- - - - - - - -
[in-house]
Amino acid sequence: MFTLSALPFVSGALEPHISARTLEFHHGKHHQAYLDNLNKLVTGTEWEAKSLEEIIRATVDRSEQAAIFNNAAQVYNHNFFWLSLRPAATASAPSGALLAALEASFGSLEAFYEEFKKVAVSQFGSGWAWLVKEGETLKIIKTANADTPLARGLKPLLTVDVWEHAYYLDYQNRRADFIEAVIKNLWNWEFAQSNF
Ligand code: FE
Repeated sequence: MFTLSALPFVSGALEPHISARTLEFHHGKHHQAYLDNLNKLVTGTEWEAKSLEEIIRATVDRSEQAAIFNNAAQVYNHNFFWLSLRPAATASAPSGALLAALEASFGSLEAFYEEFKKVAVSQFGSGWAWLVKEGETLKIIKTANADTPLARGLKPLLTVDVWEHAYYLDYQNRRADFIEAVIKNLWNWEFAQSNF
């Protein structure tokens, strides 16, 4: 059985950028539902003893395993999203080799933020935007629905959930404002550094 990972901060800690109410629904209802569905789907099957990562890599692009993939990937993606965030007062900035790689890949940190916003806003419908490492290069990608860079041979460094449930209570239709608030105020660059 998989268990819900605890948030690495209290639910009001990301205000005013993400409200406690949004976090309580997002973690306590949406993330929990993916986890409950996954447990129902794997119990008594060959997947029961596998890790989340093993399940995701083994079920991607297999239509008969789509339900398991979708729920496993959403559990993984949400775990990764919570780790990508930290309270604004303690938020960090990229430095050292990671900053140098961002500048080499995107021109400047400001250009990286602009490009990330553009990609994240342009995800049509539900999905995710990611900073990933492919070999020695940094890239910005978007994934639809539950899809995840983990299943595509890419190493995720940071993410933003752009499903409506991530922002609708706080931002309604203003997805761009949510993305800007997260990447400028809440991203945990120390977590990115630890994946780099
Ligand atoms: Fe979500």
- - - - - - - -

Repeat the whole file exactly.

[in-house]
Amino acid sequence: MFTLSALPFVSGALEPHISARTLEFHHGKHHQAYLDNLNKLVTGTEWEAKSLEEIIRATVDRSEQAAIFNNAAQVYNHNFFWLSLRPAATASAPSGALLAALEASFGSLEAFYEEFKKVAVSQFGSGWAWLVKEGETLKIIKTANADTPLARGLKPLLTVDVWEHAYYLDYQNRRADFIEAVIKNLWNWEFAQSNF
Ligand code: FE
Repeated sequence: MFTLSALPFVSGALEPHISARTLEFHHGKHHQAYLDNLNKLVTGTEWEAKSLEEIIRATVDRSEQAAIFNNAAQVYNHNFFWLSLRPAATASAPSGALLAALEASFGSLEAFYEEFKKVAVSQFGSGWAWLVKEGETLKIIKTANADTPLARGLKPLLTVDVWEHAYYLDYQNRRADFIEAVIKNLWNWEFAQSNF
């Protein structure tokens, strides 16, 4: 059985950028539902003893395993999203080799933020935007629905959930404002550094 990972901060800690109410629904209802569905789907099957990562890599692009993939990937993606965030007062900035790689890949940190916003806003419908490492290069990608860079041979460094449930209570239709608030105020660059 998989268990819900605890948030690495209290639910009001990301205000005013993400409200406690949004976090309580997002973690306590949406993330929990993916986890409950996954447990129902794997119990008594060959997947029961596998890790989340093993399940995701083994079920991607297999239509008969789509339900398991979708729920496993959403559990993984949400775990990764919570780790990508930290309270604004303690938020960090990229430095050292990671900053140098961002500048080499995107021109400047400001250009990286602009490009990330553009990609994240342009995800049509539900999905995710990611900073990933492919070999020695940094890239910005978007994934639809539950899809995840983990299943595509890419190493995720940071993410933003752009499903409506991530922002609708706080931002309604203003997805761009949510993305800007997260990447400028809440991203945990120390977590990115630890994946780099
Ligand atoms: Fe979500």